'Hands off': Canadians protest developments in Venezuela
CTVNews.ca Staff, with files from CTV Calgary, CTV Winnipeg and CTV Windsor
Published Sunday, February 24, 2019 10:52AM EST
Last Updated Sunday, February 24, 2019 4:36PM EST
Canadians from Calgary to Halifax took part in solidarity protests on Saturday over the crisis in Venezuela, as a U.S.-backed initiative to deliver foreign aid to the country turned deadly when troops loyal to President Nicolas Maduro fired tear gas at protesters.
The protests come one month after 35-year-old Juan Guaido declared himself Venezuela’s interim president, describing Maduro’s election last year as illegitimate. Since then, he has won the support of dozens of governments around the world, including those of Canada and the United States.
Maduro has remained defiant in the face of domestic and international pressure, securing the support of the governments of Iran and Russia, as well as the loyalty of the Venezuelan military.
But while the Canadian government, which accused Maduro of seizing power through fraudulent elections, has expressed full support for Guaido, some Canadian protesters are calling it out for what they say is an attack on Venezuela’s sovereignty.
“What is brewing, what is being organized is an actual military intervention of Venezuela,” said Margaret Villamizar, who attended a protest in Windsor, Ont. “If it doesn’t turn out to be full-scale military, what’s being called diplomacy is really an attack on Venezuela’s sovereignty.”
In Winnipeg, a small group of protesters held signs reading “No coup! Canada and U.S. hands off Venezuela.”
Ajit Singh, who attended a protest there organized by the Venezuela Peace Committee, expressed his support for Maduro.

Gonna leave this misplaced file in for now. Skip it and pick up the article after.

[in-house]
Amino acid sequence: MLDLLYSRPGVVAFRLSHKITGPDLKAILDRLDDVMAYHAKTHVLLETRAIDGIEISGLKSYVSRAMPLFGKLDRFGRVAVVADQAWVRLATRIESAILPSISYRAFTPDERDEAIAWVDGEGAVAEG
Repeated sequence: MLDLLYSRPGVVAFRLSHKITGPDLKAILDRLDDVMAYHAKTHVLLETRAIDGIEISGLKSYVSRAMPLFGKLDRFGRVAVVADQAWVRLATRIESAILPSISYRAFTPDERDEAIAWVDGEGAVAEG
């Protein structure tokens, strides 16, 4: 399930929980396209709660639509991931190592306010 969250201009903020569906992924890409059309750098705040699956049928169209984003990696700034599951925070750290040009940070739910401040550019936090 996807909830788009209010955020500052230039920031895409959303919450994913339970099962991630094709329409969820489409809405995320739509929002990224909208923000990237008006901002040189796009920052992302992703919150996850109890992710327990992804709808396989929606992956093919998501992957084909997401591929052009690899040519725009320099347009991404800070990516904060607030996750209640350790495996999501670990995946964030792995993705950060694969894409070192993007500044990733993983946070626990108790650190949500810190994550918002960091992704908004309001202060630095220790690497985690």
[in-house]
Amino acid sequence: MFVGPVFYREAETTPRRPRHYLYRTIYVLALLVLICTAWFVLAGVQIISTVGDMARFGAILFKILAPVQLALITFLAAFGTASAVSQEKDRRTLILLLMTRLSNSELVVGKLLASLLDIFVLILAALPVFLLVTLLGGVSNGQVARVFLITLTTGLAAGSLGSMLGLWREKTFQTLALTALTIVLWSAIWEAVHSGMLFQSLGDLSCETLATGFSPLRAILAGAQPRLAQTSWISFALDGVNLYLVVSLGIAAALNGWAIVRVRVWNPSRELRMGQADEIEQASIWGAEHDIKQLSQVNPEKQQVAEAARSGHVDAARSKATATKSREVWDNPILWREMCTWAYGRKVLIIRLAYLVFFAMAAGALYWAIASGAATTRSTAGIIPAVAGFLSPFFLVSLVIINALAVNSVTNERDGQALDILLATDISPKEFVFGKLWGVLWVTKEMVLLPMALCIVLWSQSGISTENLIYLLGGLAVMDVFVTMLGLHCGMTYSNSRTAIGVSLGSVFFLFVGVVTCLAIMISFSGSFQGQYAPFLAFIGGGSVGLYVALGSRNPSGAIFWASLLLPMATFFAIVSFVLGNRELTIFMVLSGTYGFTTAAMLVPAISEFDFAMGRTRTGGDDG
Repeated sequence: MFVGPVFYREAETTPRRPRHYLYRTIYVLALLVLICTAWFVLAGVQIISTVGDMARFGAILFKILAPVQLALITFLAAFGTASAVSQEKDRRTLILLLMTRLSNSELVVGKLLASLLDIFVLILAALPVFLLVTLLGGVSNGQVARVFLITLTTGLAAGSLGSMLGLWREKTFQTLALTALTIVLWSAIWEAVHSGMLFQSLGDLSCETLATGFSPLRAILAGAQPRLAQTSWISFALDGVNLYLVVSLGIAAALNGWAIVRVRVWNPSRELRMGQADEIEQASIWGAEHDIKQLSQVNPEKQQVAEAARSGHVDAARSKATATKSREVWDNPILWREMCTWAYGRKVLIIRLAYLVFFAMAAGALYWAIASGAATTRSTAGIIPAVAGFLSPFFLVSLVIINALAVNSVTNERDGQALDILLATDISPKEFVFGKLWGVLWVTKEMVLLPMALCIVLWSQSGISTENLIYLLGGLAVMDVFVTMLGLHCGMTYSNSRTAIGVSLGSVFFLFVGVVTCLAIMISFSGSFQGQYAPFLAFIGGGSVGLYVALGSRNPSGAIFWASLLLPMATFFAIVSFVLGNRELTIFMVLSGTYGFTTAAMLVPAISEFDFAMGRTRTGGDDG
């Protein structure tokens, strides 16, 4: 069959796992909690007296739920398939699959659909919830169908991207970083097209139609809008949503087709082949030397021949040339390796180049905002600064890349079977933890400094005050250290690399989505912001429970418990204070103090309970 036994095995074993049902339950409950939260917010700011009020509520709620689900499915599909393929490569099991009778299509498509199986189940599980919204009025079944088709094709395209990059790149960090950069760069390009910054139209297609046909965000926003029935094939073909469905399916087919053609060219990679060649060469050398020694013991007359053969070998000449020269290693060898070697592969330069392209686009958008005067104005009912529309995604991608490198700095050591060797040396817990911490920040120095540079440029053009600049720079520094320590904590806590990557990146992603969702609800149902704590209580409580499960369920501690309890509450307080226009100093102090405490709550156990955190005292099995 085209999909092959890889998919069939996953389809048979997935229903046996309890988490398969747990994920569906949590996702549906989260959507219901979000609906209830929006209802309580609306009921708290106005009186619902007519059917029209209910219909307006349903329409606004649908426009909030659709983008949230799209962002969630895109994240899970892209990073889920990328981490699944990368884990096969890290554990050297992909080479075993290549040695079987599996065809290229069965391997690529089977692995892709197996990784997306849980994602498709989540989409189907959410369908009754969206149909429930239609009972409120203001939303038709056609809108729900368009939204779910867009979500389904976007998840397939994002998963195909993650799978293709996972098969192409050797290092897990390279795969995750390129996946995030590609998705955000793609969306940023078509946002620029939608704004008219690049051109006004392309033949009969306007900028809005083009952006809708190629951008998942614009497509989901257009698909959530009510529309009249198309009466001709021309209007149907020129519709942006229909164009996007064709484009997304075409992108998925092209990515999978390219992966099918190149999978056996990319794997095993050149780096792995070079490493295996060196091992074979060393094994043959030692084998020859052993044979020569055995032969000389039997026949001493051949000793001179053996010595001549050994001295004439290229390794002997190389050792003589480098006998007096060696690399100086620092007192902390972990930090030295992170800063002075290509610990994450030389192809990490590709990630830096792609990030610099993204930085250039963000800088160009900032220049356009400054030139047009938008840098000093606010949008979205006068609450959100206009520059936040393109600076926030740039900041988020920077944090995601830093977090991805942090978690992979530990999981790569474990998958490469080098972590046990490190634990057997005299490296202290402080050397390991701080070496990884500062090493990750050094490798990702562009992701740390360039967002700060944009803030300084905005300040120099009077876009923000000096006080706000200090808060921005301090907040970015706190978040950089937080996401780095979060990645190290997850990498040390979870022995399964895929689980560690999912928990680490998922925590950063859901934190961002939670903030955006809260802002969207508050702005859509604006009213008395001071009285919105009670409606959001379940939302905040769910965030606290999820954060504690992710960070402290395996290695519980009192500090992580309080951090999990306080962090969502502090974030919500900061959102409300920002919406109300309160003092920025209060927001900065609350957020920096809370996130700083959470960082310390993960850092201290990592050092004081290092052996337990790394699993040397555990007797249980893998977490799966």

“We are standing in solidarity with Venezuela’s right to deliver its own political and economic affairs and we are supporting its sovereign and democratically-elected government,” he said.
But at other protests, like one in Calgary, participants who draped themselves in the yellow, red and blue of the Venezuelan flag called for more help for the Venezuelan people and the entry of humanitarian aid.
Josue Ramirez, who organized the rally, said his friends and family members in the country are lacking “the basic needs to survive,” such as medicine and food.
Two people died and nearly 300 were injured on Saturday as a result of a violent confrontation between Venezuelan troops blocking aid convoys and protestors attempting to collect and transport the aid.
Canadian Foreign Affairs Minister Chrystia Freeland called reports that the Maduro regime burned the aid rather than allow its entry into Venezuela “troubling” and “a violation of basic humanitarian principles and human decency.”
Canada has imposed targeted sanctions on Venezuela and provided $55 million in humanitarian assistance.
With files from The Associated Press